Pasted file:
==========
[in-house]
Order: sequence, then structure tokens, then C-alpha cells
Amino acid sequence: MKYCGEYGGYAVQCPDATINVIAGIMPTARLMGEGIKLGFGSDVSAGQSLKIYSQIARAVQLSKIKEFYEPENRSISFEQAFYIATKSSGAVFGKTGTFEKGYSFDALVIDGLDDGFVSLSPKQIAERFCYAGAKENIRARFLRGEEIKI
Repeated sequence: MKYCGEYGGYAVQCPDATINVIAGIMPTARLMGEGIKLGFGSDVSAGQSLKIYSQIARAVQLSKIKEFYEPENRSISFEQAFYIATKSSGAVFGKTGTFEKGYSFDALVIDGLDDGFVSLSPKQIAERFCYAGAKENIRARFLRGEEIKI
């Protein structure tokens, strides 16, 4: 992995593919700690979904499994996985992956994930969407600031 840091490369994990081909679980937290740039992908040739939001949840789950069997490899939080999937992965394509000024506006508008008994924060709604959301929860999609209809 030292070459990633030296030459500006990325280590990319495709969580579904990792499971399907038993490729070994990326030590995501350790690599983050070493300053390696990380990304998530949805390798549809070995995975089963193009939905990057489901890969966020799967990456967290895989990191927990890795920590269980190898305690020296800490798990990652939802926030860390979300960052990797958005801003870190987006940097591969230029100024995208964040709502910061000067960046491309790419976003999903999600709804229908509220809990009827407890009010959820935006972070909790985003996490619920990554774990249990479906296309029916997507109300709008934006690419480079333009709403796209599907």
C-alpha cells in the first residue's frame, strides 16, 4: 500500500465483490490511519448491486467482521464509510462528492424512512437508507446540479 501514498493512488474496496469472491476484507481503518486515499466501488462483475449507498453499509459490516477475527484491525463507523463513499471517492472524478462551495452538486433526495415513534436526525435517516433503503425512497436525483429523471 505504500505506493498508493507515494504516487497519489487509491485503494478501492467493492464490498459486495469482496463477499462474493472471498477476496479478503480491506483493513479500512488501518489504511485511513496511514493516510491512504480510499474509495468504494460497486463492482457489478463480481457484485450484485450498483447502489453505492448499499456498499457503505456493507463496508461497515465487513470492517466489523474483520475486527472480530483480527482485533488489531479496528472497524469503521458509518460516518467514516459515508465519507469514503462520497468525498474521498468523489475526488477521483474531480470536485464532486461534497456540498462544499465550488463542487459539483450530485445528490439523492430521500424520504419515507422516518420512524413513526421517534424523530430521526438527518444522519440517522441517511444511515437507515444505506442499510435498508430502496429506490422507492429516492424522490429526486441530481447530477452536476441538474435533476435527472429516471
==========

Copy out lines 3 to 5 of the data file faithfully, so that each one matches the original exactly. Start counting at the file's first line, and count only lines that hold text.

Amino acid sequence: MKYCGEYGGYAVQCPDATINVIAGIMPTARLMGEGIKLGFGSDVSAGQSLKIYSQIARAVQLSKIKEFYEPENRSISFEQAFYIATKSSGAVFGKTGTFEKGYSFDALVIDGLDDGFVSLSPKQIAERFCYAGAKENIRARFLRGEEIKI
Repeated sequence: MKYCGEYGGYAVQCPDATINVIAGIMPTARLMGEGIKLGFGSDVSAGQSLKIYSQIARAVQLSKIKEFYEPENRSISFEQAFYIATKSSGAVFGKTGTFEKGYSFDALVIDGLDDGFVSLSPKQIAERFCYAGAKENIRARFLRGEEIKI
């Protein structure tokens, strides 16, 4: 992995593919700690979904499994996985992956994930969407600031 840091490369994990081909679980937290740039992908040739939001949840789950069997490899939080999937992965394509000024506006508008008994924060709604959301929860999609209809 030292070459990633030296030459500006990325280590990319495709969580579904990792499971399907038993490729070994990326030590995501350790690599983050070493300053390696990380990304998530949805390798549809070995995975089963193009939905990057489901890969966020799967990456967290895989990191927990890795920590269980190898305690020296800490798990990652939802926030860390979300960052990797958005801003870190987006940097591969230029100024995208964040709502910061000067960046491309790419976003999903999600709804229908509220809990009827407890009010959820935006972070909790985003996490619920990554774990249990479906296309029916997507109300709008934006690419480079333009709403796209599907």